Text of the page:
WORLD War 1 ended at 11am on the 11th November, a decision made by Admiral Sir Rossalyn Wemyss despite orders from the British Government to agree to the ceasefire at 2.30pm on the same day, a relative of the Admiral has revealed.
Speaking to Nigel Farage on LBC, Jamie Wemyss - a relative of the senior British representative in charge of the signing of the World War 1 armistice 100 years ago - revealed then Prime Minister Lloyd George wanted the ceasefire to be agreed for at 2.30pm. But Mr Wemyss claimed the Admiral believed the millions of men and women who had suffered the ordeal of the Great War deserved a "poetic" date and time to be remembered.
He told Nigel Farage the decision to go against the Government's orders saved thousands of young men who could have died between 11am and 2.30pm.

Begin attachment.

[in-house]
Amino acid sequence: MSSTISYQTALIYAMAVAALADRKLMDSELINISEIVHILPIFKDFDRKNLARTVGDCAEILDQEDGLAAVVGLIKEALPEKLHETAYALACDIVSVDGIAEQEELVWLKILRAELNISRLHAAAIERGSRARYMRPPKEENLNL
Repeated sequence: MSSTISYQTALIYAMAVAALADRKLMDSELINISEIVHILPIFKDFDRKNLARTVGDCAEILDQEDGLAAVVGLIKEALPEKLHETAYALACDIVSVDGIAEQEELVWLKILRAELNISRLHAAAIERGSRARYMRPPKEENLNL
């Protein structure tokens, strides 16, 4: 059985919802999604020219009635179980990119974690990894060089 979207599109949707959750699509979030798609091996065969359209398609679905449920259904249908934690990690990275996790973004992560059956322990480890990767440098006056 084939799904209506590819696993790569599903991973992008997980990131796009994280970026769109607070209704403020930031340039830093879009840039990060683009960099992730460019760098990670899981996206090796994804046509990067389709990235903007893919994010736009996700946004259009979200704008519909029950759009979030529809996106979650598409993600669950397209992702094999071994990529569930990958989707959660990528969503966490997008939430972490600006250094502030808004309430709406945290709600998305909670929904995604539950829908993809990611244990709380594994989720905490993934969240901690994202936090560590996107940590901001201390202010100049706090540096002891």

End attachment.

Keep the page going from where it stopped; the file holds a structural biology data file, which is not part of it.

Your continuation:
Mr Wemyss said: “The actual signature of the Armistice Agreement was at 5:10am and it was agreed that it would be considered at 5am just for the sake of simplicity.
“And Wemyss had been instructed by the Government to make the armistice to come into effect at 2.30pm on the 11th on November.
“One, it wasn’t poetic whereas if it was 11am it would have been the 11th hour of the 11th day of the 11th month.
“And he thought that the millions who had suffered in the war and died in the war deserved the poetry for the end of the ordeal.
“And secondly, he thought that many thousands of young man would be killed between 11am and 2.30pm.